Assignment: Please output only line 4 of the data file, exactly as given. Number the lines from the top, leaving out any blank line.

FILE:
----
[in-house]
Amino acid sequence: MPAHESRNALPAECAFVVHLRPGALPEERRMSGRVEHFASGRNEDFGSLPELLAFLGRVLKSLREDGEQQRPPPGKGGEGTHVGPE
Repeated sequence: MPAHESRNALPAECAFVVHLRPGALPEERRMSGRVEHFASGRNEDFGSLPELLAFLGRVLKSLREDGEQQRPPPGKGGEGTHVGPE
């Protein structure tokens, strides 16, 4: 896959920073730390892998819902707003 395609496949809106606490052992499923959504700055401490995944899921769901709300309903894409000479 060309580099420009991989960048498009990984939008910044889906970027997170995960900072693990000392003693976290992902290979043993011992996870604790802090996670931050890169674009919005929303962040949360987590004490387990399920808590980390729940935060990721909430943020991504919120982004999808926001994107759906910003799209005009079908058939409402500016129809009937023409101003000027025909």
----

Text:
């Protein structure tokens, strides 16, 4: 896959920073730390892998819902707003 395609496949809106606490052992499923959504700055401490995944899921769901709300309903894409000479 060309580099420009991989960048498009990984939008910044889906970027997170995960900072693990000392003693976290992902290979043993011992996870604790802090996670931050890169674009919005929303962040949360987590004490387990399920808590980390729940935060990721909430943020991504919120982004999808926001994107759906910003799209005009079908058939409402500016129809009937023409101003000027025909």